WASHINGTON – Republicans are going ahead with long-standing plans to trim Medicaid, food stamps and other benefits, even though party moderates are balking at cutting programs that aid the poor while hundreds of thousands are homeless from Hurricane Katrina (search).
The amount of savings — no more than $35 billion spread over five years — is modest at best, but it is the first time in eight years that Congress has shown any seriousness about reining in the automatic growth of such benefit programs.
Republican leaders have decided to delay the budget-cutting effort for at least a few weeks following widespread complaints that the government reacted too slowly in coming to the aid of Katrina's victims. When the effort resumes next month, there's less likelihood it will succeed because of Katrina's affect on the political landscape.
The proposed cuts pale when compared to the unprecedented price tag of the Katrina relief and recovery. In the past week alone Congress has appropriated $62 billion to deal with the worst natural disaster in the nation's history. The government is spending more than a $1 billion a day on the relief effort.
For the GOP's fiscal conservatives, however, it's as important as ever for lawmakers to take whatever opportunity they can to cut spending. Recent acts by Congress, including a huge highway bill larded with hometown projects, have reinforced Congress' reputation with the GOP base for playing loose with taxpayers' money.
"The reform of government needs to continue," said House Budget Committee Chairman Jim Nussle (search), R-Iowa.
Cuts are planned for the Medicaid (search) program for the poor and disabled, student loan subsidies for banks, farm subsidies and food stamps, among others. Katrina has helped solidify opposition to them among moderates in both parties.
"At a time when millions are displaced and seeking federal and state assistance, we believe it is inappropriate to move forward on ... a legislative package that would cut funding for Medicaid, food stamps ... housing and education," Sens. Gordon Smith, R-Ore., Olympia Snowe, R-Maine, Jeff Bingaman, D-N.M., and Blanche Lincoln, D-Ark., wrote in a letter this week to the chairman of the Senate Finance Committee.
Smith and Snowe's votes are needed if $10 billion in Medicaid cuts are to advance over unified Democratic opposition, and their hesitance puts those cuts in doubt.
Democratic leaders say it is folly to cut the very programs that help hurricane and flood victims.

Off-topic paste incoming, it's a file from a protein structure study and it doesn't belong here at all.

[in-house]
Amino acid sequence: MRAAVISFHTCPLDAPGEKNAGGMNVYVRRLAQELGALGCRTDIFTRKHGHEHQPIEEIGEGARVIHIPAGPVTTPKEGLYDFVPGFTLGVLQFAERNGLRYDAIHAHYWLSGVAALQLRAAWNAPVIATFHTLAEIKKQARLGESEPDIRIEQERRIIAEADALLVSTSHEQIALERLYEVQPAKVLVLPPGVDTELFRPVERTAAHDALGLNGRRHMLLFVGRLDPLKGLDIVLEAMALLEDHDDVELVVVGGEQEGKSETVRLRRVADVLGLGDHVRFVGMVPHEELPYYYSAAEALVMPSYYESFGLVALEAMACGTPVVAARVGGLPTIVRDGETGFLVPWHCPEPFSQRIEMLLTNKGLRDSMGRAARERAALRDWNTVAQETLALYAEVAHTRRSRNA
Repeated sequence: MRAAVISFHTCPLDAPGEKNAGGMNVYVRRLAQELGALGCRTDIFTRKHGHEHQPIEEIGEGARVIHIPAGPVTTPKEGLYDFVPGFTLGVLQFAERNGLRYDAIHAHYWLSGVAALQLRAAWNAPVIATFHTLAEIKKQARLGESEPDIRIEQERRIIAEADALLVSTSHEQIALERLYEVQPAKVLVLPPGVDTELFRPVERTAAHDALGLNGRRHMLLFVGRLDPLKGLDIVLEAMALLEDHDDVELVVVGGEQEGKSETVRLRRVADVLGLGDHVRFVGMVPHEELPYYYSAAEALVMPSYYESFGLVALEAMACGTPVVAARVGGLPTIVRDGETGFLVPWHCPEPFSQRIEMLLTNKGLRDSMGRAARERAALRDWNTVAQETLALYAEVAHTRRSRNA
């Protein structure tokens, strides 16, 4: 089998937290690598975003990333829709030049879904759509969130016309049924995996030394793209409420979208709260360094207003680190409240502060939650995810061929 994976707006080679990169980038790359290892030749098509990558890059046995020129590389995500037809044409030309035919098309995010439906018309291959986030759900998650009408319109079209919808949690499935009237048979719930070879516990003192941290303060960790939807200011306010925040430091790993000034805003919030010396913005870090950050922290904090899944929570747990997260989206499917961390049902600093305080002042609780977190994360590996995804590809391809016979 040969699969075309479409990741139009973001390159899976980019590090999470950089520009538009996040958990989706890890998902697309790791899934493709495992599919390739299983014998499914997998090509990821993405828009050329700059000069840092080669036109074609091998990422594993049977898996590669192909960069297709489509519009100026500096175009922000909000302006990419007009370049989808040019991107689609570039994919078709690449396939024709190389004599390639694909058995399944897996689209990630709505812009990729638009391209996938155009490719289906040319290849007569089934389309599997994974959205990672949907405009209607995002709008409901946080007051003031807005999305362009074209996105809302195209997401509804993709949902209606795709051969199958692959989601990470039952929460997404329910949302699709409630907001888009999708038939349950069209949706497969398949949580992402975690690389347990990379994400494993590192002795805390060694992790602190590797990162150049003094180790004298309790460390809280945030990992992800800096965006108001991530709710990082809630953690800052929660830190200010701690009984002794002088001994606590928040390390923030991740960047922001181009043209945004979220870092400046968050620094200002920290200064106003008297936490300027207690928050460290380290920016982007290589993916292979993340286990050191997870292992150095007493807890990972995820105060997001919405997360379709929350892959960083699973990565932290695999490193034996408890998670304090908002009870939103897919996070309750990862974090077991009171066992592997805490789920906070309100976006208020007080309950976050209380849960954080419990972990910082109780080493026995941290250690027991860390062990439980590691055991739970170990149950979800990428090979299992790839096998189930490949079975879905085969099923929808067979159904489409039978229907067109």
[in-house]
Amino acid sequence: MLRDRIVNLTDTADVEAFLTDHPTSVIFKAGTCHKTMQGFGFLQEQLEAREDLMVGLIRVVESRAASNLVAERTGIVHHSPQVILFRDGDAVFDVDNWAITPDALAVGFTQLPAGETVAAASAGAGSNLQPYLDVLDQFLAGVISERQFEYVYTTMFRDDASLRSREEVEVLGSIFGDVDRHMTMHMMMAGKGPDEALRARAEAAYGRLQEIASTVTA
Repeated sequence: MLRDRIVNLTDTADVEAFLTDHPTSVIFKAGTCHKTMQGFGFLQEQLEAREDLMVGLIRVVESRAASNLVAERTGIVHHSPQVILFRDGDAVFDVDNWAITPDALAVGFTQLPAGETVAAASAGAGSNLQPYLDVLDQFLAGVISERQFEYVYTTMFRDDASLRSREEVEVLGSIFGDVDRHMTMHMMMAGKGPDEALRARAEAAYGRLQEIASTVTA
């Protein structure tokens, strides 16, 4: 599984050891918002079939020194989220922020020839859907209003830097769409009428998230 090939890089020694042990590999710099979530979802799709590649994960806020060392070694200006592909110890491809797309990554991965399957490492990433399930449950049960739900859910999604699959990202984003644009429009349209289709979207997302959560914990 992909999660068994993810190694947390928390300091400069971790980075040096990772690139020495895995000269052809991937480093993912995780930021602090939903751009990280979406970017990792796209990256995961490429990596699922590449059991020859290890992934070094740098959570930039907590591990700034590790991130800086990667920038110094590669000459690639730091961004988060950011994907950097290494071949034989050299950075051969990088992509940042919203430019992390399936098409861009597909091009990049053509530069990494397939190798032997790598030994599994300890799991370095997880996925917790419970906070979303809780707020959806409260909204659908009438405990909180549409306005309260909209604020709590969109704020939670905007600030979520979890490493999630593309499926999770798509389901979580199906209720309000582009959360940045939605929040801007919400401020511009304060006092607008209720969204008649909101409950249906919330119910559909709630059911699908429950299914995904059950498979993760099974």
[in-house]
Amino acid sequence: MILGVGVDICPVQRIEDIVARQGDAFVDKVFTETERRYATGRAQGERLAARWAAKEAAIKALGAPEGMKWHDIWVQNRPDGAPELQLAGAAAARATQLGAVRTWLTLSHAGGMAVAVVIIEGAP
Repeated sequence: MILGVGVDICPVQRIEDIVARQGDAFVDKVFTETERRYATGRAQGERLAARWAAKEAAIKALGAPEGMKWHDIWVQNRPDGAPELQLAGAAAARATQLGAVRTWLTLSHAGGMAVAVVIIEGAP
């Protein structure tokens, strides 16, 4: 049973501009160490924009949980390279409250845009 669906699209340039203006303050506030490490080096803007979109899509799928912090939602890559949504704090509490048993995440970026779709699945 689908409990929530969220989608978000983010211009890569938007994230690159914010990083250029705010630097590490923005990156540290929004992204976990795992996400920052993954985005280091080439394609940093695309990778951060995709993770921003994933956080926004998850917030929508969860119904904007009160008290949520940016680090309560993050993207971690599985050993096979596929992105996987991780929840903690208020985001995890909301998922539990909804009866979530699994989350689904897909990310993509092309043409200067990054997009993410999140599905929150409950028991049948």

"It makes no sense to consider such a bill at a time when the massive needs of those affected by Hurricane Katrina are still being assessed," Sen. Harry Reid of Nevada and Rep. Nancy Pelosi of California wrote in a letter to GOP leaders.
GOP spending hawks counter that entitlement programs are spiraling out of control and that the pending effort would, according to Senate Budget Committee Chairman Judd Gregg, R-N.H., "reduce the rate of growth of Medicaid over the next five years from 41 percent to 40 percent — 1 percent."
Democrats contend Congress would be better off doing nothing, since a companion plan to extend expiring tax cuts would pad the deficit by $70 billion. The tax cuts include extending cuts on capital gains and dividends taxes, which generally help wealthier taxpayers.
Senate Republicans, however, have shelved indefinitely plans for a vote to repeal the estate tax, which would benefit the heirs of multimillionaires.
Cutting spending is supposed to be what Republicans like to do best. When the GOP class of 1994 stormed Washington a decade ago, its top priority was to balance the budget by reining in federal spending on government benefit plans like Medicaid and the Medicare program for the elderly. Congress last took on the growth in entitlement programs like Medicare and Medicaid in 1997.
The return of big budget deficits from Bush's tax cuts, the Sept. 11 terrorist attacks and the cost of wars in Iraq and Afghanistan prompted this year's effort to try again.
The proposed $35 billion in cuts is barely a dent, just three-tenths of 1 percent of a budget predicted to total $14 trillion over the next five years. There's little stomach for stronger action, but conservatives say the precedent is urgently needed for when the Baby Boom generation retires and drastically inflated Medicare and Social Security costs force more cuts.
"It's an important experience for lawmakers to get used to," said Heritage Foundation budget analyst Brian Reidl.
Not all of the deficit reduction package would come from spending cuts. The Senate Energy Committee, for example, is poised to approve a hotly contested plan to open the Arctic National Wildlife Refuge (search) to oil drilling. The move would generate $2.4 billion in leasing revenues.
Separately, the Commerce panel is poised to raise $4.8 billion or more by authorizing the auction to wireless companies of analog airwaves that TV stations will relinquish when they switch to digital technology.